Evidence of a plate-wide tectonic pressure pulse provided by extensometric monitoring in the Balkan Mountains (Bulgaria), Briestensky, Milos; Rowberry, Matt; Stemberk, Josef; Stefanov, Petar; Vozar, Jozef; Sebela, Stanka; Petro, Lubomir; Bella, Pavel; Gaal, Ludovit; Ormukov, Cholponbek;
See all featured articles from other geoscience journals

Search in KarstBase

Your search for cumbria (Keyword) returned 7 results for the whole karstbase:
The Three Counties System [Cumbria, Lancashire & Yorkshire], 1980, Waltham A. C. , Brook D. B.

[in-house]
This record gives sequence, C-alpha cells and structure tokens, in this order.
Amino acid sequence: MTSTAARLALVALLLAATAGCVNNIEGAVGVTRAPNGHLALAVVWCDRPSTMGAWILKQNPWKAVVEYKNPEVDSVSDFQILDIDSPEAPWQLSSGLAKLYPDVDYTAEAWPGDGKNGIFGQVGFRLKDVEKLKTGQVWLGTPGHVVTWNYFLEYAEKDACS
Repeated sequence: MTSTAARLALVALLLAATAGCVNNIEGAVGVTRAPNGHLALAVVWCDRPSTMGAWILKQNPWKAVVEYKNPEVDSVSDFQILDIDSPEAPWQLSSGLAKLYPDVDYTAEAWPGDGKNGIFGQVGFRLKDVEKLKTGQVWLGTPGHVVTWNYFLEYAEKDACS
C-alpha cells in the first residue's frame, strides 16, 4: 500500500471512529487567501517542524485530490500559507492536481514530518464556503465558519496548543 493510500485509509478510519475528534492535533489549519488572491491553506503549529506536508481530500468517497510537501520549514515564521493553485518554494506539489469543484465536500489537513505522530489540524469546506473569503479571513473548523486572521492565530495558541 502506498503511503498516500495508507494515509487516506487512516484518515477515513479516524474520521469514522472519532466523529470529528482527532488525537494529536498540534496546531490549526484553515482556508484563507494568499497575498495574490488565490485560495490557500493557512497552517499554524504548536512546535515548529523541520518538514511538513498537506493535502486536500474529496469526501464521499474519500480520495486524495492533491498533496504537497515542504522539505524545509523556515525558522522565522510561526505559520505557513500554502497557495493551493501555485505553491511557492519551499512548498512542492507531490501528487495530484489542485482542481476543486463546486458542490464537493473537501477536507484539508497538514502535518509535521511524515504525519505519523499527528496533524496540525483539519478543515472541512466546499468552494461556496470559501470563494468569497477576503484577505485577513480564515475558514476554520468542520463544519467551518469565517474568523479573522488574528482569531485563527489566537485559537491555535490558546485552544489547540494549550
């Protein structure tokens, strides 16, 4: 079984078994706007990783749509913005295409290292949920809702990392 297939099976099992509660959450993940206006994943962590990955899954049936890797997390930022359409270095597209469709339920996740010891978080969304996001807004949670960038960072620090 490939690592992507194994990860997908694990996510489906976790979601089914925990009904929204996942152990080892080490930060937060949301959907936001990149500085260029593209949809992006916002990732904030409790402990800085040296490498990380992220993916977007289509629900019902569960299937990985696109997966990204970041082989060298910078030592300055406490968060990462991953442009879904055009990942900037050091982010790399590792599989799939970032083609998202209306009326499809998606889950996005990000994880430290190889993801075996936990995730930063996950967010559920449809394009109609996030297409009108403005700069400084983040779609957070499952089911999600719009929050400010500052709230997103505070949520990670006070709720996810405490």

Morphometry of Limestone Pavements of Farleton Knott, Cumbria, 1981, Goldie Helen S.

A Cave System in Permian Gypsum at Houtsay Quarry, Newbiggin, Cumbria, 1993, Ryder P. , Cooper A.

The limestone pavements of Great Asby Scar, Cumbria, UK, 1996, Goldie H. S. ,

An approach to the multi-element and multi-scale classification of the Limestone Pavement environment of Hutton Roof and Farleton Fell, Cumbria, UK, 2004, Huxter, Eric Andrew